By far the most common request I get is for alternatives to Google's Re-Captcha.

The situation is so unclear that I haven't done an alternatives section on the site.

Do you have suggestions for re-captcha alternatives?

(I know this has come up before, but the discussions are scattered across many threads which people are failing to find.)

@switchingsocial A honeypot system which catches bots but doesn't affect users is best.

@masterofthetiger @switchingsocial I like the idea of an alternative being "how to achieve your goal, but better" rather than just "same thing, new label"

@switchingsocial It's a difficult one, because the alternative is for the site owner to find, not the site user. If I want to sign up on a site that uses ReCaptcha, I have to click on the fire hydrants and train Google's AI. (Usually several times over.)

My personal view is that an invite system, or a system that requires a potential user to write a single sentence about why they want to join ("Why do you want to join this radio forum?" "Because I'm interested in radio.") is better than a technical solution that excludes a lot of people.


I have to do captchas regularly on e.g. shopping sites where I've already been a member for years :blobsad:

It's very annoying.

@switchingsocial I feel like they captcha certain users more than others. Firefox users, users with AdBlock, users with non-US IP addresses.

If you're a Chrome/Windows user on Comcast USA, you get a lot less captchas than I do, in a foreign country on a foreign ISP using Firefox/Linux.

@switchingsocial For example, I just moved Mastodon instances. I asked an existing user here to send me an invite code and explained why. I was able to easily sign up with no issues, using the invite.

If I didn't know an existing user, there's a public signup form that requires you to write a sentence about why you want to join, which cuts off most spambots. The system works, no captcha required.

@ak @switchingsocial I'm not at all convinced the protection recaptcha pretends to offer is even necessary most of the time

@ak @switchingsocial
One of the sites I recently signed up on had you write about what you would cook for someone you just met. I think that's a fairly good way to do things.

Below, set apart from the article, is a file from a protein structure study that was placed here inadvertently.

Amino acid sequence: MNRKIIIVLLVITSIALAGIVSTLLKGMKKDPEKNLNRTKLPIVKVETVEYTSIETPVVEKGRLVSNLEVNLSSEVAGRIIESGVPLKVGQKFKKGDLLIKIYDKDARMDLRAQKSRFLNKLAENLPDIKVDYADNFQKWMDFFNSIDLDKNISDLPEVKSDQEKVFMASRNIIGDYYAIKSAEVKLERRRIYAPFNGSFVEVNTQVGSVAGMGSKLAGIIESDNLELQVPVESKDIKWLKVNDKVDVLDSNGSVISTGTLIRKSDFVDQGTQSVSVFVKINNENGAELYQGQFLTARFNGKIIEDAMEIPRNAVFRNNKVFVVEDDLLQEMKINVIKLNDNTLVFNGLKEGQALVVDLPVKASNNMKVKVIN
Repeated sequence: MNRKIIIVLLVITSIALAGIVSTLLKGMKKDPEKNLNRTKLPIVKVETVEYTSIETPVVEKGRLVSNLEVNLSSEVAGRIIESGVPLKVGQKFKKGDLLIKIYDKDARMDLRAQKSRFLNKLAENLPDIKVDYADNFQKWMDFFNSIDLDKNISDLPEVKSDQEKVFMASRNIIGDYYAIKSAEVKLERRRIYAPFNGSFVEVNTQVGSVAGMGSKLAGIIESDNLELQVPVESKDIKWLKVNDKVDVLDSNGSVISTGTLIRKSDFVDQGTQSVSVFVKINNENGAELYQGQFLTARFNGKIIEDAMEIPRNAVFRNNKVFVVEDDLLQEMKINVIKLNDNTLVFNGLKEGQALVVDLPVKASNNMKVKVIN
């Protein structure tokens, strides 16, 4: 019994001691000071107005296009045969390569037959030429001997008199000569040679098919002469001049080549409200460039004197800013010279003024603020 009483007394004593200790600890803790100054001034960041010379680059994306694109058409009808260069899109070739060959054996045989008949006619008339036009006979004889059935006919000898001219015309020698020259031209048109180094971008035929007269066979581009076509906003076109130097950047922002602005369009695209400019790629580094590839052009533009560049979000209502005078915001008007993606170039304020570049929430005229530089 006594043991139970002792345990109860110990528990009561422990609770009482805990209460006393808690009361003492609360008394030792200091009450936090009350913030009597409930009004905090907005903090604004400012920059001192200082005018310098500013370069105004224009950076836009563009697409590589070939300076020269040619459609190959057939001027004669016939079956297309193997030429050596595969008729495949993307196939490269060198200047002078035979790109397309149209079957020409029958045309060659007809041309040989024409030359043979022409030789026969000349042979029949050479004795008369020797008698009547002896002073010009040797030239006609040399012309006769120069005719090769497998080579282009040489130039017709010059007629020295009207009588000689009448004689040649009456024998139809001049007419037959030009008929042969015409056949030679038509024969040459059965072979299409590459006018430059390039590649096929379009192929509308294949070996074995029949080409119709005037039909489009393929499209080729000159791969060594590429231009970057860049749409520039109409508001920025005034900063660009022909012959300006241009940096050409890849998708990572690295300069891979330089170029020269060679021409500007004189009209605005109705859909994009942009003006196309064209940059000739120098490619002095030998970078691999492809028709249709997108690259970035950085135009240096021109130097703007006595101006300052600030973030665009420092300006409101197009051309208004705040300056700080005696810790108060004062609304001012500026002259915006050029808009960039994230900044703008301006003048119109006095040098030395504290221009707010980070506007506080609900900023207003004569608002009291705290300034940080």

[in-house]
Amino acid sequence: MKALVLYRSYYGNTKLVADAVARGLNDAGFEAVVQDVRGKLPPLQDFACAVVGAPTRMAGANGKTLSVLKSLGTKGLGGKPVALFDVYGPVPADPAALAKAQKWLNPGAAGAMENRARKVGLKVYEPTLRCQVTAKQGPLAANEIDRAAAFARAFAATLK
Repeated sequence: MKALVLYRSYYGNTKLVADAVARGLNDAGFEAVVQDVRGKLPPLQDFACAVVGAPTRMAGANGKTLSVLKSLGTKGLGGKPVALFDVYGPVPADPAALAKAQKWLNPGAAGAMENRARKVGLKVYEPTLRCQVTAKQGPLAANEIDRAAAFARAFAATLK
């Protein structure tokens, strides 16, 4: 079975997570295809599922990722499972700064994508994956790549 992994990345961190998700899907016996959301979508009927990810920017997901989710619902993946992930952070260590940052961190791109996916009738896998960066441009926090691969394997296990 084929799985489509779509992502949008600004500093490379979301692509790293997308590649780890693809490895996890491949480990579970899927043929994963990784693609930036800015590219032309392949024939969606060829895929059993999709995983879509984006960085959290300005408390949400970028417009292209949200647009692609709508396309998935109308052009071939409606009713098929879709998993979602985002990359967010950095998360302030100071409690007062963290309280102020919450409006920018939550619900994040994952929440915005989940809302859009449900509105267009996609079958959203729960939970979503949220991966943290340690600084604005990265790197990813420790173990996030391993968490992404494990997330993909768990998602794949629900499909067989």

@switchingsocial personnaly I like skill questions, like "what is the answer to eight plus five". if you draw the question on an image instead of plain text, I think it defeats more bots than any complex systems.

@switchingsocial It's really difficult to find good alternatives which are open source.Most times they're either stupid text captchas or closed source.Here are some alternatives,not all of them perfect but maybe acceptable:
- I just found out about it.It's open source and works with icons,so it's fast and easy to solve.
- It's based on OpenStreetMap and improves the map data by solving captchas,so it's a win-win situation.It's also open source but unfortunately the git isn't public so you have to drop the author a email (please let me know about the response if you do)
- Is what I used on my old,proprietary sites and it was really cool.Just click on the circle and you're finished.It's open source and selfhosted.
- Is what I currently use.Unfortunately it's closed source but it seems to be a small hobby project so privacy shouldn't be that bad there.
- Closed source but free and looks like that's also not a big company.I somehow trust the smaller ones much more.Very simple to solve.
- Closed source and made by a Chinese company.Maybe not the best option but at least it's simple to solve and user-friendly so it's also not the worst.
- A basic open source and selfhosted text captcha.Looks ugly but is still way less frustrating than the Google shit.
I hope I could help you with this list.I don't know if all of those are good enough for your recommendation page but maybe at least a few of them.

@switchingsocial I vote for phpcaptcha (aka securimage). Especially if you run a wordpress site, its point-and-click. @nipos

@switchingsocial Many sites don't even need captchas but yet, they just use google recaptcha because it's there. If you're running small, federated services, have a look at new accounts and close registration if you are getting spam accounts or do some rate limiting.

@switchingsocial The techniques used here seem to work very well. I've implemented some in my contact forms.

@switchingsocial visualCaptcha is nice, however it's discontinued:

the brazilian government uses it on some websites

@switchingsocial Dongles (hardware-based multi-factor authentication) are a great replacement for users and site owners. See for a list. This also decentralizes "single" sign-on!

If hardware is not an option (yet), site owners should probably ask their framework-development community for a locally-hosted replacement such as django-simple-captcha.readthed - any replacement that is not locally hosted is not really a solution.

Happy to discuss more by email.

@switchingsocial Because of the nature of ReCaptcha only someone large like Google could do it. It relies on tracking information...

@switchingsocial i just got a "bitcaptcha" or "bitninja" or something recaptcha when I was on Tor a while ago, but idk. I clicked away. Haha

@switchingsocial WTDWTF solved the problem by making it easier for the moderators rather than making it harder to sign up new accounts.

@switchingsocial A totally naive captcha that anybody can trivially solve will completely stymie bots 99% of the time. It could be almost anything, just a form that asks "what's 3+2?" where the user has to type in a 5. At this point they would need to be specifically targeted, which is something only a small percentage of very large sites have to worry about.

I bodged my own in php for a project a while back (don't remember what happened to it) - there are fonts you can get that obscure the letters and you can store the answer in the user's session...
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